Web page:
The majority of millennials want to own a home. However, data released by the Board of Governors of the Federal Reserve suggest they can’t because they owe too much in student debt.
This makes millennials the first generation in a while to be forced to postpone saving for homes simply because their student loans take up so much of their income. No wonder the growing debt related to higher education has now achieved “crisis” levels.
This reality is not only hurting their home-buying prospects, but it has also created a different financial dynamic altogether as college debt keeps them from getting tied up in other forms of debt.
Overall, data show they tend to have less credit card debt than Generation X members and baby boomers. And as we know, they are also behind the incredible popularity of the sharing and gig economies.
“While only 20 percent of Generation X members had a student loan balance in 2004, more than 33 percent of millennials had one in 2017,” the board explained in its report. In addition, “the median balance among student loan borrowers was substantially higher for millennials in 2017 than for Generation X members in 2004 (over $18,000 versus $13,000).”
This reality, married to the fact that millennials also appear to have trouble finding gainful employment within their chosen areas, might be why young people have difficulties becoming homeowners. According to an Apartment List study, 9 out of 10 millennial renters across the nation dream of purchasing their own home. Still, few feel they can do so in the coming future, as 48 percent said they had nothing saved for a down payment.
For millennials who are college graduates but have no student debt, prospects are better. Apartment List estimates that 23 percent of them would have enough to save for a down payment within the next five years. But only 12 percent of college graduates still tackling debt would be able to save toward buying a home.
“Student debt is keeping homeownership out of reach for many millennials,” authors concluded.
With the average borrower today having $34,000 in student loans, it’s important to look at the roots of this issue. After all, a series of factors have helped to both shrink millennials’ income and inflate their education costs drastically and yet few media outlets consider them.
How Bad Government Policies Paved the Way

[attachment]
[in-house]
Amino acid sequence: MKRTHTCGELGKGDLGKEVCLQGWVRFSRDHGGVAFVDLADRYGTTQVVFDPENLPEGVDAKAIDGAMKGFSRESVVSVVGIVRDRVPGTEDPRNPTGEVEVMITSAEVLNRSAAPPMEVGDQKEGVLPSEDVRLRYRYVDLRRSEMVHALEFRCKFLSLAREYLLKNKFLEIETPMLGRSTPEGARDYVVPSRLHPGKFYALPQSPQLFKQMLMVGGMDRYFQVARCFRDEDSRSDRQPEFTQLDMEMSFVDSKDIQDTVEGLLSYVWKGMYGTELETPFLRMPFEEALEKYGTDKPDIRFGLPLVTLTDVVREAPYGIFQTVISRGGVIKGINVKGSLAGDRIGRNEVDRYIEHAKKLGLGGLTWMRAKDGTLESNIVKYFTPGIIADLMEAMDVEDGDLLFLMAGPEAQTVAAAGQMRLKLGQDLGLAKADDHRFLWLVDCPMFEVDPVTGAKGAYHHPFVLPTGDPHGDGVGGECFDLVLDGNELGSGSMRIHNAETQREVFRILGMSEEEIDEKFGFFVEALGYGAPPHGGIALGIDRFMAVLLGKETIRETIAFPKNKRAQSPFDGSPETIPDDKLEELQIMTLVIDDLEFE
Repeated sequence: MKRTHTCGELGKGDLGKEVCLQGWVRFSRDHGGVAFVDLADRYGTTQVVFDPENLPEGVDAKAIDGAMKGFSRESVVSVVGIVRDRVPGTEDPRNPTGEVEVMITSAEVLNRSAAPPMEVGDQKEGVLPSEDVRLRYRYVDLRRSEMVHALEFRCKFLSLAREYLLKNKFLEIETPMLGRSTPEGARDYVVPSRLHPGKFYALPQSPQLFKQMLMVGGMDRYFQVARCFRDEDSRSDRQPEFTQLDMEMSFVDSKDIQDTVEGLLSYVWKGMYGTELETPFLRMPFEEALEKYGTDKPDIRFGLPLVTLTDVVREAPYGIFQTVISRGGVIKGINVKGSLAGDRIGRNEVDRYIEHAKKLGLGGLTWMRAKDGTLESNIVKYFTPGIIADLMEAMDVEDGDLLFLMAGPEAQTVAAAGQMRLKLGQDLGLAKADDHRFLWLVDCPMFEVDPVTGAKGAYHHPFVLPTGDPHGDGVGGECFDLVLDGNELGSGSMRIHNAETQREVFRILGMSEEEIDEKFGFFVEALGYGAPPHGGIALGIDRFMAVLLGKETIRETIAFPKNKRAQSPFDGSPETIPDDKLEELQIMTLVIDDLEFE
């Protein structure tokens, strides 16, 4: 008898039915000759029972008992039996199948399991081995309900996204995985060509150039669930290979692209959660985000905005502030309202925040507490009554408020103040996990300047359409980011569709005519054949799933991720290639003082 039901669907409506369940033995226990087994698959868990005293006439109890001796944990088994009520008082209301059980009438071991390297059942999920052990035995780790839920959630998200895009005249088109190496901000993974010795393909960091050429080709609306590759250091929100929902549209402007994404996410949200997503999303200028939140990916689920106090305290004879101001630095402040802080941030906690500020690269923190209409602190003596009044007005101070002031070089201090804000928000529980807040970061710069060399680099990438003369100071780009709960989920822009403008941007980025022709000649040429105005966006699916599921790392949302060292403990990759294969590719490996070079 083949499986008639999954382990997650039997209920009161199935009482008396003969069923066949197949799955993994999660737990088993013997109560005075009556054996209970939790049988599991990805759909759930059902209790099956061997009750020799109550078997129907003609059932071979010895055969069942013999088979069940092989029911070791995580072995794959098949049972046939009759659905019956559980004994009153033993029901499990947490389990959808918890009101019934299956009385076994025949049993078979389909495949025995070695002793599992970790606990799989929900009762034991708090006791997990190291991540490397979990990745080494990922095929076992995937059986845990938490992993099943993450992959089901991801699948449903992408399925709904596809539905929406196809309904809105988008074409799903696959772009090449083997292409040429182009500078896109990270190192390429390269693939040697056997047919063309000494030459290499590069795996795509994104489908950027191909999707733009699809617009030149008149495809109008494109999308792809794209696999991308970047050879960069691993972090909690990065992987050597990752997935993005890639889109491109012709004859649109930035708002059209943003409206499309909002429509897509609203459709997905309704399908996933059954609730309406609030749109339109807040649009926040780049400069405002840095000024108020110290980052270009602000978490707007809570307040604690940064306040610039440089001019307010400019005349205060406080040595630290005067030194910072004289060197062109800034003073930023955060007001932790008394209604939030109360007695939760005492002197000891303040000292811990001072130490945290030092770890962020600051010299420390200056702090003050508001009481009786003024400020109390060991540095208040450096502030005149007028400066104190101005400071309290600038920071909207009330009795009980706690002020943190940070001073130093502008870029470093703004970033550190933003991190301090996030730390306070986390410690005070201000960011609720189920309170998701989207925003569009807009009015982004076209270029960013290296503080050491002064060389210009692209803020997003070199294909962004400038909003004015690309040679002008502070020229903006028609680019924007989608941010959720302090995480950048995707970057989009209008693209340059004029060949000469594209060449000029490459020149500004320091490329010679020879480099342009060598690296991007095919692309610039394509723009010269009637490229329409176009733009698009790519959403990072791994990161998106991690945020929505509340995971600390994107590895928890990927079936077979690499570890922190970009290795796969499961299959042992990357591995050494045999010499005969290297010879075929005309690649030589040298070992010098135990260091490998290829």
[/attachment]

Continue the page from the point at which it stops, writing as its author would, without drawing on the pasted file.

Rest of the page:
Young workers today started their careers after the 2008 Great Recession. The recession forced them to deal with unemployment for several years and slower income growth once they were finally employed. But as wages finally began to return to the levels we saw in 2007, another couple of problems made it harder for millennials to keep up.
Once millennials hit the labor market, the Federal Reserve’s easy-money policy had already been in place for at least 20 years, destroying the dollar’s purchasing power. By the time young people got their first jobs, they faced a world that had learned that saving was bad and that near-zero interest rates were the way to go, in spite of the fact that this policy only benefits those who already own assets, not those just entering the labor market.
As the government’s policies of subsidizing both housing and education were ramped up over the decades, both home and college costs went up. But young people didn’t realize that the moment they entered college, they were already overpaying for something that had been artificially inflated thanks to the government’s involvement.
By the time they decided they wanted to purchase a home, they were once again hit by an artificially bloated market.
In other words, millennials were directly impacted by the consequences of bad monetary policy that had been pursued for decades. In addition, by the time they entered the housing and education markets, housing and education had become much more inaccessible thanks to the government’s policies. It’s almost as if they were doomed long before they knew what they were getting into.
Thankfully, this reality is finally waking them up to the policies that ruined the economy just as they came of age.
According to a recent Reuters/Ipsos poll, only 39 percent of millennials now favor the Democratic party, the champion of subsidized education, health care, and housing. However, if they are not smart enough to press elected officials to steer away from meddling with markets, the affordability of housing and education will just continue to decline.